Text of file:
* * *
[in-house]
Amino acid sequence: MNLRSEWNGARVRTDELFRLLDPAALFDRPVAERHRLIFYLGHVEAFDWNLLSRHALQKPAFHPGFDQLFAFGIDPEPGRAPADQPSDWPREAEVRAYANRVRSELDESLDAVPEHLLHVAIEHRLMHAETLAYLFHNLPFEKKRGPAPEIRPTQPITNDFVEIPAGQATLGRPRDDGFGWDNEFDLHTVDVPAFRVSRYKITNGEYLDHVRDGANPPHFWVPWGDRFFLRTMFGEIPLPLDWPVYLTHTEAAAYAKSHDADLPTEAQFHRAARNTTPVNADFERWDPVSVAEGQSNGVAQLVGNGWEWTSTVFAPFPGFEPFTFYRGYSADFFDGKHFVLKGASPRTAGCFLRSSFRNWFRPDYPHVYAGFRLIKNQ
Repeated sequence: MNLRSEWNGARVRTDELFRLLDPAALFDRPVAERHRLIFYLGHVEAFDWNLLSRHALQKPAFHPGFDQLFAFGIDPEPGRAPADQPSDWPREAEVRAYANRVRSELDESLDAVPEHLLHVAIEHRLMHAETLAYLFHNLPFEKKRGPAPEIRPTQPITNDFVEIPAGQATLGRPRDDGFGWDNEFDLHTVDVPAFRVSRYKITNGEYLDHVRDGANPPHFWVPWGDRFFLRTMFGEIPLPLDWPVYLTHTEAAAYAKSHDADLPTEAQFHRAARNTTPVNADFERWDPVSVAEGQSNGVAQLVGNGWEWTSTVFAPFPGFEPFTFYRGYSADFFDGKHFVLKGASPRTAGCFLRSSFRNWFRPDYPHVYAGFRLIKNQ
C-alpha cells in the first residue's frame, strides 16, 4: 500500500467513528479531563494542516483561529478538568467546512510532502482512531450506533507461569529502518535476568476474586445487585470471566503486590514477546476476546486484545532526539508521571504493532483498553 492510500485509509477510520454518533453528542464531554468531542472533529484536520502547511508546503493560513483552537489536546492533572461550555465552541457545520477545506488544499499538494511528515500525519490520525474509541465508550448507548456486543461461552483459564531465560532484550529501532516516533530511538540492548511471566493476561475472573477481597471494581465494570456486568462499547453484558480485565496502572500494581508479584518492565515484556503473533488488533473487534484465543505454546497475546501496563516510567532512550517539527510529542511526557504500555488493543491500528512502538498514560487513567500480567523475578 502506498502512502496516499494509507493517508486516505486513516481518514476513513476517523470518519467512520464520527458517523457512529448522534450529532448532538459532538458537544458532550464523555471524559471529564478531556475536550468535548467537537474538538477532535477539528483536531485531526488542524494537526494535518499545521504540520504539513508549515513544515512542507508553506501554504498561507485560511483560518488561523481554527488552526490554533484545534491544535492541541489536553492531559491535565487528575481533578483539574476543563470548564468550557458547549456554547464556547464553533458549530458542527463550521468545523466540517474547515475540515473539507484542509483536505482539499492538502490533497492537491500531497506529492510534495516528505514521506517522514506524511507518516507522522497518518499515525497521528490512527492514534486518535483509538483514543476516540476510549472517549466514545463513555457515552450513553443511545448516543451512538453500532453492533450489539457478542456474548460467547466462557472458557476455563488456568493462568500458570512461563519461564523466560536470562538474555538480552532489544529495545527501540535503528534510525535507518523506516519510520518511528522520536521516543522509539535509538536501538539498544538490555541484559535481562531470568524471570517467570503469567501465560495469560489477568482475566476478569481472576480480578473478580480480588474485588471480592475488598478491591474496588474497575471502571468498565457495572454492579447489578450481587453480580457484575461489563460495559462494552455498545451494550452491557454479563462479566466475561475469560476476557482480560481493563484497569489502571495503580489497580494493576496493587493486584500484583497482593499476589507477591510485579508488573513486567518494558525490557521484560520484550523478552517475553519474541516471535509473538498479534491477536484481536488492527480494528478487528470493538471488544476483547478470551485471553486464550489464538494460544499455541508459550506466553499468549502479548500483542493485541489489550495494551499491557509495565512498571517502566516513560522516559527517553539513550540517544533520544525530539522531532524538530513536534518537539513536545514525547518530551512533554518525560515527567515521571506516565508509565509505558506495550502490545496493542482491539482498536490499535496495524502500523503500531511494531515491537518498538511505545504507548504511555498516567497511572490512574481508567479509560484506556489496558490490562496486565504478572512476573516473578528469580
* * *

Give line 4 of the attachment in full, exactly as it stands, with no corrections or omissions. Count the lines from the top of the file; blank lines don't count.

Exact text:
C-alpha cells in the first residue's frame, strides 16, 4: 500500500467513528479531563494542516483561529478538568467546512510532502482512531450506533507461569529502518535476568476474586445487585470471566503486590514477546476476546486484545532526539508521571504493532483498553 492510500485509509477510520454518533453528542464531554468531542472533529484536520502547511508546503493560513483552537489536546492533572461550555465552541457545520477545506488544499499538494511528515500525519490520525474509541465508550448507548456486543461461552483459564531465560532484550529501532516516533530511538540492548511471566493476561475472573477481597471494581465494570456486568462499547453484558480485565496502572500494581508479584518492565515484556503473533488488533473487534484465543505454546497475546501496563516510567532512550517539527510529542511526557504500555488493543491500528512502538498514560487513567500480567523475578 502506498502512502496516499494509507493517508486516505486513516481518514476513513476517523470518519467512520464520527458517523457512529448522534450529532448532538459532538458537544458532550464523555471524559471529564478531556475536550468535548467537537474538538477532535477539528483536531485531526488542524494537526494535518499545521504540520504539513508549515513544515512542507508553506501554504498561507485560511483560518488561523481554527488552526490554533484545534491544535492541541489536553492531559491535565487528575481533578483539574476543563470548564468550557458547549456554547464556547464553533458549530458542527463550521468545523466540517474547515475540515473539507484542509483536505482539499492538502490533497492537491500531497506529492510534495516528505514521506517522514506524511507518516507522522497518518499515525497521528490512527492514534486518535483509538483514543476516540476510549472517549466514545463513555457515552450513553443511545448516543451512538453500532453492533450489539457478542456474548460467547466462557472458557476455563488456568493462568500458570512461563519461564523466560536470562538474555538480552532489544529495545527501540535503528534510525535507518523506516519510520518511528522520536521516543522509539535509538536501538539498544538490555541484559535481562531470568524471570517467570503469567501465560495469560489477568482475566476478569481472576480480578473478580480480588474485588471480592475488598478491591474496588474497575471502571468498565457495572454492579447489578450481587453480580457484575461489563460495559462494552455498545451494550452491557454479563462479566466475561475469560476476557482480560481493563484497569489502571495503580489497580494493576496493587493486584500484583497482593499476589507477591510485579508488573513486567518494558525490557521484560520484550523478552517475553519474541516471535509473538498479534491477536484481536488492527480494528478487528470493538471488544476483547478470551485471553486464550489464538494460544499455541508459550506466553499468549502479548500483542493485541489489550495494551499491557509495565512498571517502566516513560522516559527517553539513550540517544533520544525530539522531532524538530513536534518537539513536545514525547518530551512533554518525560515527567515521571506516565508509565509505558506495550502490545496493542482491539482498536490499535496495524502500523503500531511494531515491537518498538511505545504507548504511555498516567497511572490512574481508567479509560484506556489496558490490562496486565504478572512476573516473578528469580